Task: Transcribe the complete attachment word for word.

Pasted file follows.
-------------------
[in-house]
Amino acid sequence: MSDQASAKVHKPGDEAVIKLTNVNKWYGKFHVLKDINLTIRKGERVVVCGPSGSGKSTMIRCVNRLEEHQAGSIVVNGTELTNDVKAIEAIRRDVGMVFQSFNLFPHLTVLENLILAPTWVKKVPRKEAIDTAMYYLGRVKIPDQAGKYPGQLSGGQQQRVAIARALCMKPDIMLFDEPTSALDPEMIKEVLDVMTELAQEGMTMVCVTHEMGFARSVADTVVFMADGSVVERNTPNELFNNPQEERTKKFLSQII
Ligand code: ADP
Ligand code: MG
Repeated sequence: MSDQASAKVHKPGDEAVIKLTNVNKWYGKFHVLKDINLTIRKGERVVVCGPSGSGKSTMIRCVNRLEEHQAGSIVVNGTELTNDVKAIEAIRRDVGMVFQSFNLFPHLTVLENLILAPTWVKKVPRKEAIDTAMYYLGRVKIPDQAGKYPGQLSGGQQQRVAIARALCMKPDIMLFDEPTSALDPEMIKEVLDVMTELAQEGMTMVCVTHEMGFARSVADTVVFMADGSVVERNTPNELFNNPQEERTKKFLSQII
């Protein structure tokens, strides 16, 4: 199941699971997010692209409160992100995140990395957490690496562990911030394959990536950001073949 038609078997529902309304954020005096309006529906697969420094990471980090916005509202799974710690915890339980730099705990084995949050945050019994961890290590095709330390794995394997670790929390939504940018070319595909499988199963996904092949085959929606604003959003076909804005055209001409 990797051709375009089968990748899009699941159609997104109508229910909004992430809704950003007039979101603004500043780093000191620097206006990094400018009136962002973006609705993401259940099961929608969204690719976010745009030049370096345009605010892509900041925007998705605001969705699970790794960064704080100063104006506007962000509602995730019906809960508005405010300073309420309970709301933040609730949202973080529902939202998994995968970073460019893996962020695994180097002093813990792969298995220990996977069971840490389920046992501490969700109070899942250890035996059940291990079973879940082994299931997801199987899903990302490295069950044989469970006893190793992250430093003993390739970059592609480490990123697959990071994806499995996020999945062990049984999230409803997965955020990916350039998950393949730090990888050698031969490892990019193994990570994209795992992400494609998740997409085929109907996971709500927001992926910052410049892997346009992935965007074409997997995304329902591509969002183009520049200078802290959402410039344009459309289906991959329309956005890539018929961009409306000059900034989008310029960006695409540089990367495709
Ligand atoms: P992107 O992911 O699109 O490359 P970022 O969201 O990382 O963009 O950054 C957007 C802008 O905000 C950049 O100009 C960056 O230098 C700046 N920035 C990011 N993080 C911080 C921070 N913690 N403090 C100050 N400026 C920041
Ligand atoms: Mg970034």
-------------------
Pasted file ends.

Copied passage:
[in-house]
Amino acid sequence: MSDQASAKVHKPGDEAVIKLTNVNKWYGKFHVLKDINLTIRKGERVVVCGPSGSGKSTMIRCVNRLEEHQAGSIVVNGTELTNDVKAIEAIRRDVGMVFQSFNLFPHLTVLENLILAPTWVKKVPRKEAIDTAMYYLGRVKIPDQAGKYPGQLSGGQQQRVAIARALCMKPDIMLFDEPTSALDPEMIKEVLDVMTELAQEGMTMVCVTHEMGFARSVADTVVFMADGSVVERNTPNELFNNPQEERTKKFLSQII
Ligand code: ADP
Ligand code: MG
Repeated sequence: MSDQASAKVHKPGDEAVIKLTNVNKWYGKFHVLKDINLTIRKGERVVVCGPSGSGKSTMIRCVNRLEEHQAGSIVVNGTELTNDVKAIEAIRRDVGMVFQSFNLFPHLTVLENLILAPTWVKKVPRKEAIDTAMYYLGRVKIPDQAGKYPGQLSGGQQQRVAIARALCMKPDIMLFDEPTSALDPEMIKEVLDVMTELAQEGMTMVCVTHEMGFARSVADTVVFMADGSVVERNTPNELFNNPQEERTKKFLSQII
């Protein structure tokens, strides 16, 4: 199941699971997010692209409160992100995140990395957490690496562990911030394959990536950001073949 038609078997529902309304954020005096309006529906697969420094990471980090916005509202799974710690915890339980730099705990084995949050945050019994961890290590095709330390794995394997670790929390939504940018070319595909499988199963996904092949085959929606604003959003076909804005055209001409 990797051709375009089968990748899009699941159609997104109508229910909004992430809704950003007039979101603004500043780093000191620097206006990094400018009136962002973006609705993401259940099961929608969204690719976010745009030049370096345009605010892509900041925007998705605001969705699970790794960064704080100063104006506007962000509602995730019906809960508005405010300073309420309970709301933040609730949202973080529902939202998994995968970073460019893996962020695994180097002093813990792969298995220990996977069971840490389920046992501490969700109070899942250890035996059940291990079973879940082994299931997801199987899903990302490295069950044989469970006893190793992250430093003993390739970059592609480490990123697959990071994806499995996020999945062990049984999230409803997965955020990916350039998950393949730090990888050698031969490892990019193994990570994209795992992400494609998740997409085929109907996971709500927001992926910052410049892997346009992935965007074409997997995304329902591509969002183009520049200078802290959402410039344009459309289906991959329309956005890539018929961009409306000059900034989008310029960006695409540089990367495709
Ligand atoms: P992107 O992911 O699109 O490359 P970022 O969201 O990382 O963009 O950054 C957007 C802008 O905000 C950049 O100009 C960056 O230098 C700046 N920035 C990011 N993080 C911080 C921070 N913690 N403090 C100050 N400026 C920041
Ligand atoms: Mg970034």